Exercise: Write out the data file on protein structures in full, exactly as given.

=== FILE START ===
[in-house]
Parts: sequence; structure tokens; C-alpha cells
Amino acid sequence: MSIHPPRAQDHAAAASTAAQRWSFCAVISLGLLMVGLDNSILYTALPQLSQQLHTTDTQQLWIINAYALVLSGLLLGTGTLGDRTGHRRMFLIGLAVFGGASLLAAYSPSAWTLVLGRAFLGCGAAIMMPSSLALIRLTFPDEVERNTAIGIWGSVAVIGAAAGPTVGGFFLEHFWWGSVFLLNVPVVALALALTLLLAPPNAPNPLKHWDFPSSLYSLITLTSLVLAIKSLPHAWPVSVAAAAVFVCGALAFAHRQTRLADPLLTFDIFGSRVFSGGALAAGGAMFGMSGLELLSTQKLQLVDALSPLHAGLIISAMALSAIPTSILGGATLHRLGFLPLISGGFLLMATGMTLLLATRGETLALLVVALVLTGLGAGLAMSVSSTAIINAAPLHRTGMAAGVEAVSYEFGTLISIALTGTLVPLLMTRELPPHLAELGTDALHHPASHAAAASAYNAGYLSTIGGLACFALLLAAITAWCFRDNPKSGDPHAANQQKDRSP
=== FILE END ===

[in-house]
Parts: sequence; structure tokens; C-alpha cells
Amino acid sequence: MSIHPPRAQDHAAAASTAAQRWSFCAVISLGLLMVGLDNSILYTALPQLSQQLHTTDTQQLWIINAYALVLSGLLLGTGTLGDRTGHRRMFLIGLAVFGGASLLAAYSPSAWTLVLGRAFLGCGAAIMMPSSLALIRLTFPDEVERNTAIGIWGSVAVIGAAAGPTVGGFFLEHFWWGSVFLLNVPVVALALALTLLLAPPNAPNPLKHWDFPSSLYSLITLTSLVLAIKSLPHAWPVSVAAAAVFVCGALAFAHRQTRLADPLLTFDIFGSRVFSGGALAAGGAMFGMSGLELLSTQKLQLVDALSPLHAGLIISAMALSAIPTSILGGATLHRLGFLPLISGGFLLMATGMTLLLATRGETLALLVVALVLTGLGAGLAMSVSSTAIINAAPLHRTGMAAGVEAVSYEFGTLISIALTGTLVPLLMTRELPPHLAELGTDALHHPASHAAAASAYNAGYLSTIGGLACFALLLAAITAWCFRDNPKSGDPHAANQQKDRSP